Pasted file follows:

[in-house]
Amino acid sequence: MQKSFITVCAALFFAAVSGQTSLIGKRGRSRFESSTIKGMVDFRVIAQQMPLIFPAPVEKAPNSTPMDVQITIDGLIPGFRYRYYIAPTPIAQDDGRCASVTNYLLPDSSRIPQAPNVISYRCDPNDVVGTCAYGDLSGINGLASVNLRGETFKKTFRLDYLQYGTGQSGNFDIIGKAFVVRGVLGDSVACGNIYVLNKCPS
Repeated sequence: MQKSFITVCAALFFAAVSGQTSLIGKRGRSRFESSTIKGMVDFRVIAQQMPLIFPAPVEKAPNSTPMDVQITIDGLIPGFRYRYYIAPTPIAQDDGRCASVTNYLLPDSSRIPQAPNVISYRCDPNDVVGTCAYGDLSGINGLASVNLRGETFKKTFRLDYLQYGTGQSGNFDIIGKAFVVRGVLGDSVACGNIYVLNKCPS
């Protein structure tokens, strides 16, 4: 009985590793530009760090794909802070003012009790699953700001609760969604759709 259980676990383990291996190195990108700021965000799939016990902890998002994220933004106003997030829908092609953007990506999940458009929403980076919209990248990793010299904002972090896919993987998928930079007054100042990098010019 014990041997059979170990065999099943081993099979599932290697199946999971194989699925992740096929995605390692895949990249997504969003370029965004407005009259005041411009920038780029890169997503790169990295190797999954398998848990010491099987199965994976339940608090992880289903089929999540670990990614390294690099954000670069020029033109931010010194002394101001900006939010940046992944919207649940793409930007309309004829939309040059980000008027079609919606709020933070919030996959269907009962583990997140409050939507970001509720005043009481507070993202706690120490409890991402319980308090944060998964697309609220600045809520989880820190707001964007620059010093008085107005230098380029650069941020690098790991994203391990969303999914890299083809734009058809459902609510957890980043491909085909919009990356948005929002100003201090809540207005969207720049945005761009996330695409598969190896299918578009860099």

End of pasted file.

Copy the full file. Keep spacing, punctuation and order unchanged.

[in-house]
Amino acid sequence: MQKSFITVCAALFFAAVSGQTSLIGKRGRSRFESSTIKGMVDFRVIAQQMPLIFPAPVEKAPNSTPMDVQITIDGLIPGFRYRYYIAPTPIAQDDGRCASVTNYLLPDSSRIPQAPNVISYRCDPNDVVGTCAYGDLSGINGLASVNLRGETFKKTFRLDYLQYGTGQSGNFDIIGKAFVVRGVLGDSVACGNIYVLNKCPS
Repeated sequence: MQKSFITVCAALFFAAVSGQTSLIGKRGRSRFESSTIKGMVDFRVIAQQMPLIFPAPVEKAPNSTPMDVQITIDGLIPGFRYRYYIAPTPIAQDDGRCASVTNYLLPDSSRIPQAPNVISYRCDPNDVVGTCAYGDLSGINGLASVNLRGETFKKTFRLDYLQYGTGQSGNFDIIGKAFVVRGVLGDSVACGNIYVLNKCPS
């Protein structure tokens, strides 16, 4: 009985590793530009760090794909802070003012009790699953700001609760969604759709 259980676990383990291996190195990108700021965000799939016990902890998002994220933004106003997030829908092609953007990506999940458009929403980076919209990248990793010299904002972090896919993987998928930079007054100042990098010019 014990041997059979170990065999099943081993099979599932290697199946999971194989699925992740096929995605390692895949990249997504969003370029965004407005009259005041411009920038780029890169997503790169990295190797999954398998848990010491099987199965994976339940608090992880289903089929999540670990990614390294690099954000670069020029033109931010010194002394101001900006939010940046992944919207649940793409930007309309004829939309040059980000008027079609919606709020933070919030996959269907009962583990997140409050939507970001509720005043009481507070993202706690120490409890991402319980308090944060998964697309609220600045809520989880820190707001964007620059010093008085107005230098380029650069941020690098790991994203391990969303999914890299083809734009058809459902609510957890980043491909085909919009990356948005929002100003201090809540207005969207720049945005761009996330695409598969190896299918578009860099």